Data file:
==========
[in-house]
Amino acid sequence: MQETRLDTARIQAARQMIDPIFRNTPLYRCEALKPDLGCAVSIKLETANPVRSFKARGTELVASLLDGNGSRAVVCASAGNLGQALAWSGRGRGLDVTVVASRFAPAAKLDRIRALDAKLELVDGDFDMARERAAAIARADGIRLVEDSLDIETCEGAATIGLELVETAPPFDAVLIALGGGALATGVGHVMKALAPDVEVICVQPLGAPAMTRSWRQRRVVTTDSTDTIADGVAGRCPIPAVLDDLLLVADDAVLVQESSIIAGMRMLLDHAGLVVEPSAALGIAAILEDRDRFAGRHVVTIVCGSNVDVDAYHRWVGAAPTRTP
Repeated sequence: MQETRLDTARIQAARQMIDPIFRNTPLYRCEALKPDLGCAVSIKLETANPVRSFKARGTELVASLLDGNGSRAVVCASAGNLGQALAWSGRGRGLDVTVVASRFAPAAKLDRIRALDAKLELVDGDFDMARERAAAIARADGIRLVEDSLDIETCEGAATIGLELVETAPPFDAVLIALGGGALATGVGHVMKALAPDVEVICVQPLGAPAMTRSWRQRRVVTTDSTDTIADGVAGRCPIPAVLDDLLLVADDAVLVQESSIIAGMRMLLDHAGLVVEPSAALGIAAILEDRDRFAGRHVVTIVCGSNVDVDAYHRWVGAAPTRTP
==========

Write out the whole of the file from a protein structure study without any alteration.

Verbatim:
[in-house]
Amino acid sequence: MQETRLDTARIQAARQMIDPIFRNTPLYRCEALKPDLGCAVSIKLETANPVRSFKARGTELVASLLDGNGSRAVVCASAGNLGQALAWSGRGRGLDVTVVASRFAPAAKLDRIRALDAKLELVDGDFDMARERAAAIARADGIRLVEDSLDIETCEGAATIGLELVETAPPFDAVLIALGGGALATGVGHVMKALAPDVEVICVQPLGAPAMTRSWRQRRVVTTDSTDTIADGVAGRCPIPAVLDDLLLVADDAVLVQESSIIAGMRMLLDHAGLVVEPSAALGIAAILEDRDRFAGRHVVTIVCGSNVDVDAYHRWVGAAPTRTP
Repeated sequence: MQETRLDTARIQAARQMIDPIFRNTPLYRCEALKPDLGCAVSIKLETANPVRSFKARGTELVASLLDGNGSRAVVCASAGNLGQALAWSGRGRGLDVTVVASRFAPAAKLDRIRALDAKLELVDGDFDMARERAAAIARADGIRLVEDSLDIETCEGAATIGLELVETAPPFDAVLIALGGGALATGVGHVMKALAPDVEVICVQPLGAPAMTRSWRQRRVVTTDSTDTIADGVAGRCPIPAVLDDLLLVADDAVLVQESSIIAGMRMLLDHAGLVVEPSAALGIAAILEDRDRFAGRHVVTIVCGSNVDVDAYHRWVGAAPTRTP